U of M expands physician assistant program

Advertisement

Advertise with us

The University of Manitoba has expanded its physician assistant master's program to meet the high demand for graduates in Manitoba.

Read this article for free:

or

Already have an account? Log in here »

To continue reading, please subscribe with this special offer:

All-Access Digital Subscription

$1.50 for 150 days*

  • Enjoy unlimited reading on winnipegfreepress.com
  • Read the E-Edition, our digital replica newspaper
  • Access News Break, our award-winning app
  • Play interactive puzzles
Continue

*Pay $1.50 for the first 22 weeks of your subscription. After 22 weeks, price increases to the regular rate of $19.00 per month. GST will be added to each payment. Subscription can be cancelled after the first 22 weeks.

Hey there, time traveller!
This article was published 01/09/2016 (2285 days ago), so information in it may no longer be current.

The University of Manitoba has expanded its physician assistant master’s program to meet the high demand for graduates in Manitoba.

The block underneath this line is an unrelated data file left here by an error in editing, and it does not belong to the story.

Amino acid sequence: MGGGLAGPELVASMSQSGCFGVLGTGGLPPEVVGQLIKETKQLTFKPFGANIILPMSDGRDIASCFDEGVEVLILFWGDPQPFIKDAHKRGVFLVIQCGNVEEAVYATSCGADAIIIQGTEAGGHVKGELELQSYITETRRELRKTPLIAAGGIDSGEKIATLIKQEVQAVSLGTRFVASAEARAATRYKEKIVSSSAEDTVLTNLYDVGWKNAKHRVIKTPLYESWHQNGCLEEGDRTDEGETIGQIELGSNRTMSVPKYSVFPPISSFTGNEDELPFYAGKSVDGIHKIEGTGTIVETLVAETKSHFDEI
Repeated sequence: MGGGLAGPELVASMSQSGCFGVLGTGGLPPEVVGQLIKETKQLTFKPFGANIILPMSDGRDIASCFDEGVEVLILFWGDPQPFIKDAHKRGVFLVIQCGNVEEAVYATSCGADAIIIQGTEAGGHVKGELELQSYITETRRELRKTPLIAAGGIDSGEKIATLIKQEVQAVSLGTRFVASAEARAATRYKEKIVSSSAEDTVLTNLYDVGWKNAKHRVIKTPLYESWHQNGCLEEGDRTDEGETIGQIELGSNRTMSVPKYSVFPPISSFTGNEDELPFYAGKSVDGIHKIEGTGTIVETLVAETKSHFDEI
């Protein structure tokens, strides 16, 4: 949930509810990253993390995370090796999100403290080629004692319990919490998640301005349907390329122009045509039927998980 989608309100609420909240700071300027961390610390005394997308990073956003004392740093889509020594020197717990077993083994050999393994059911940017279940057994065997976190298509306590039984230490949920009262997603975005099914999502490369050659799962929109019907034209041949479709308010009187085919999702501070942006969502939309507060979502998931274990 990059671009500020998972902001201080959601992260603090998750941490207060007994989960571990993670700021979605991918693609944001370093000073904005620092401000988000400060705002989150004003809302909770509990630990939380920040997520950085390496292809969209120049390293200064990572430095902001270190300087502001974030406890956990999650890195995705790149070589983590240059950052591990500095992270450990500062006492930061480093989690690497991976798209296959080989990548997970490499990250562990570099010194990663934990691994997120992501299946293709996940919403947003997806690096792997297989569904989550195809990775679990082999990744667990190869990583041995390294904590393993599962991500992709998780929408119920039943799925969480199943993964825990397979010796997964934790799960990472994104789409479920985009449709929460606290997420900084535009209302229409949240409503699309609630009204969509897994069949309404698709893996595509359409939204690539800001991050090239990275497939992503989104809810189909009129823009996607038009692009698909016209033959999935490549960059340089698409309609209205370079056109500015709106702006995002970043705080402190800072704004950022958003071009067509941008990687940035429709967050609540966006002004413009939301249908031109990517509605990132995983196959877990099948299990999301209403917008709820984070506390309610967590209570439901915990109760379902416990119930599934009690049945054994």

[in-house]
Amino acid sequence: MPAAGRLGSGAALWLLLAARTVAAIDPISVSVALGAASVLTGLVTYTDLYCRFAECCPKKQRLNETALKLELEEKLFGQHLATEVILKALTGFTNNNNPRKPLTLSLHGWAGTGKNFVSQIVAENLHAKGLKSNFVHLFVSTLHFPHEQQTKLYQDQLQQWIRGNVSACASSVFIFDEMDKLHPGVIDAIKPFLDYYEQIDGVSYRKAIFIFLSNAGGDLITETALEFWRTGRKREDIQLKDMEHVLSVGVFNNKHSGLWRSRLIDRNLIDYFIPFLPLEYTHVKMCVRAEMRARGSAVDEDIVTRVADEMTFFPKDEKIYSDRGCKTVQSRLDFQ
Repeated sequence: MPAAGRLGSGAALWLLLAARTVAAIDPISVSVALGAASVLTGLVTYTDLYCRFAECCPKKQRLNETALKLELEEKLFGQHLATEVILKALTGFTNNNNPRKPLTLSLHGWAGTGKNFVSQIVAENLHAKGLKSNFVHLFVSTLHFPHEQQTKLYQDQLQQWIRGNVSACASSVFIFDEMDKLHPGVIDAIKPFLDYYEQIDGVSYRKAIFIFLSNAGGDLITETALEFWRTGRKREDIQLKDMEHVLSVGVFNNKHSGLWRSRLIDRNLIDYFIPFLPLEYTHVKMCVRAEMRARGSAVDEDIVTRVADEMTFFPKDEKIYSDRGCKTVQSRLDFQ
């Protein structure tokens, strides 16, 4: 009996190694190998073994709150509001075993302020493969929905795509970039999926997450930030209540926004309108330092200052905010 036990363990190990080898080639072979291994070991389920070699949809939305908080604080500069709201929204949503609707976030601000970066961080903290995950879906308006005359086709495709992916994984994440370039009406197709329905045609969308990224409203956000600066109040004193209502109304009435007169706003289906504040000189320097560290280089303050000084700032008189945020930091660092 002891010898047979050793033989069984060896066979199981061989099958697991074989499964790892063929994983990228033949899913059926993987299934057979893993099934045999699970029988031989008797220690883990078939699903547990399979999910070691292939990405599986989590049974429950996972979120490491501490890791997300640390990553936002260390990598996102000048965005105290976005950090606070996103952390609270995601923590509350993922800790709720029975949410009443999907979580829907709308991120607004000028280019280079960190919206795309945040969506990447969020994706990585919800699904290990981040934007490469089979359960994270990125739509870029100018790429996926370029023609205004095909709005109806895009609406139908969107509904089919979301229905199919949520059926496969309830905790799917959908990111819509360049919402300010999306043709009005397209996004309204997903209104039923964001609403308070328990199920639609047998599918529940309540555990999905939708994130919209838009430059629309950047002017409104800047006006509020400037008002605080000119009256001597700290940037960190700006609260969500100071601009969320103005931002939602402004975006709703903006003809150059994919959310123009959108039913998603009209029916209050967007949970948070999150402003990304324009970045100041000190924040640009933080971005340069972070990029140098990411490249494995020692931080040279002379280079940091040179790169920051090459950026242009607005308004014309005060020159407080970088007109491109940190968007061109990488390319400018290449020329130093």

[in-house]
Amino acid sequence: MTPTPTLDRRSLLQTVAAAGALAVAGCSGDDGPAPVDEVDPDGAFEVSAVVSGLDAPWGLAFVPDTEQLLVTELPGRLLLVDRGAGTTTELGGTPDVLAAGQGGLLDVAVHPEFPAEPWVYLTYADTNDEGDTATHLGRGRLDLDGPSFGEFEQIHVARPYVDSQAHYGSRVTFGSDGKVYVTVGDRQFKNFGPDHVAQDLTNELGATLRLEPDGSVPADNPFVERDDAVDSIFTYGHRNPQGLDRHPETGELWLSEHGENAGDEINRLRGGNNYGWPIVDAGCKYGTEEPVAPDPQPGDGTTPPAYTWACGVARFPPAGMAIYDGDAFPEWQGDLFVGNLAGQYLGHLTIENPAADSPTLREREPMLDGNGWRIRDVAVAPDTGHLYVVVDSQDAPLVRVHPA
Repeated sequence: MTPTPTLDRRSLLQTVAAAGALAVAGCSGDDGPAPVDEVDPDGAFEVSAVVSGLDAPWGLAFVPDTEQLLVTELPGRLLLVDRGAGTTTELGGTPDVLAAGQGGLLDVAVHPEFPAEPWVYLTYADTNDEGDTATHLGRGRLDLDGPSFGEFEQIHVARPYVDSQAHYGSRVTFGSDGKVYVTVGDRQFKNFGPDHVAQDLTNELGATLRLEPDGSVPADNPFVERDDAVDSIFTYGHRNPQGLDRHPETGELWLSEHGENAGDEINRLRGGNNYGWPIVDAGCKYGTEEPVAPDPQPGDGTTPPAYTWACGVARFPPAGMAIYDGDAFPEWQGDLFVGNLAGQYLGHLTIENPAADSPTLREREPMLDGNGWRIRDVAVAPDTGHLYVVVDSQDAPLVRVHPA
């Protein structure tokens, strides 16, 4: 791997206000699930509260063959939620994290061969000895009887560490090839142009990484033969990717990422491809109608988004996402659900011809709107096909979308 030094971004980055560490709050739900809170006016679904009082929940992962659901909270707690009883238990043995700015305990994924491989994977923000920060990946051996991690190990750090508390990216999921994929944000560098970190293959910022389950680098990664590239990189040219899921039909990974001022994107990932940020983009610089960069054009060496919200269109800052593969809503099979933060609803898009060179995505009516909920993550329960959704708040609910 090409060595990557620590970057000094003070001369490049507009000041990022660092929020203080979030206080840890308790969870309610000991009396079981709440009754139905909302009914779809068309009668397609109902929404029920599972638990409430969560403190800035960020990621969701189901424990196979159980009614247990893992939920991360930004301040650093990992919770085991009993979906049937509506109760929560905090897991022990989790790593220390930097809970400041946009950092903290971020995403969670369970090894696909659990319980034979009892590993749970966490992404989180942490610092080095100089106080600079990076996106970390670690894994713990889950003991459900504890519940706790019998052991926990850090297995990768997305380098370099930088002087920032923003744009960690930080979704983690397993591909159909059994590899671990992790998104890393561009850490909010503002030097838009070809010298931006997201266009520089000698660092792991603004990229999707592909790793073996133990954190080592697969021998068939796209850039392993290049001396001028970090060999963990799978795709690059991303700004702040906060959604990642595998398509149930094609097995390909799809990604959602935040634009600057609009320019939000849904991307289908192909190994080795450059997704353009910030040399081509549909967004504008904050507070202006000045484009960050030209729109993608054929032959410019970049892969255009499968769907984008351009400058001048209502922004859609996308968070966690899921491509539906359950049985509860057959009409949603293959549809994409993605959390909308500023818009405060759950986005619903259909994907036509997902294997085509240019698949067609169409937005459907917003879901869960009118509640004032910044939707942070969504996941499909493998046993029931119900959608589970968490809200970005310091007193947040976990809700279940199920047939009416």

The two-year degree program at the school’s Bannatyne campus is the only course like it in Canada and trains students to work under the supervision and direction of doctors. Upon graduation, the 15 students will be qualified to assess patients, order and interpret diagnostic tests, provide therapeutic procedures and prescribe medications. The students are set to take the Hippocratic Oath Friday.

“Physician Assistants are part of the solution to improving health-care delivery in Manitoba,” said program director Ian Jones. “We have increased the class size from 12 to 15 students to address the demand for PAs, whose work with physicians provides a successful patient-centred model of care. With the support of the government of Manitoba, our graduates have made a difference in communities such as Brandon, The Pas, Thompson, Dauphin, Steinbach, Morden and Winnipeg.”

The class of 2018 is the largest since the program started in 2008. This year, it received 166 applications from across Canada. Nearly half the students have rural backgrounds.

The students will spend one year studying biomedical science and medicine, followed by 13 months of clinical rotations. This year’s crop has students with degrees in fields such as human development and family studies, genetics, kinesiology, microbiology, sociology and pharmacology.

Of the grads from the classes of 2013 through 2016, 45 of 47 are working in Manitoba. Of the total 81 graduates of the program, 24 per cent are working in rural communities across Canada, and 86 per cent are working in Manitoba.

Report Error Submit a Tip

Advertisement

Advertise With Us

Local

LOAD MORE LOCAL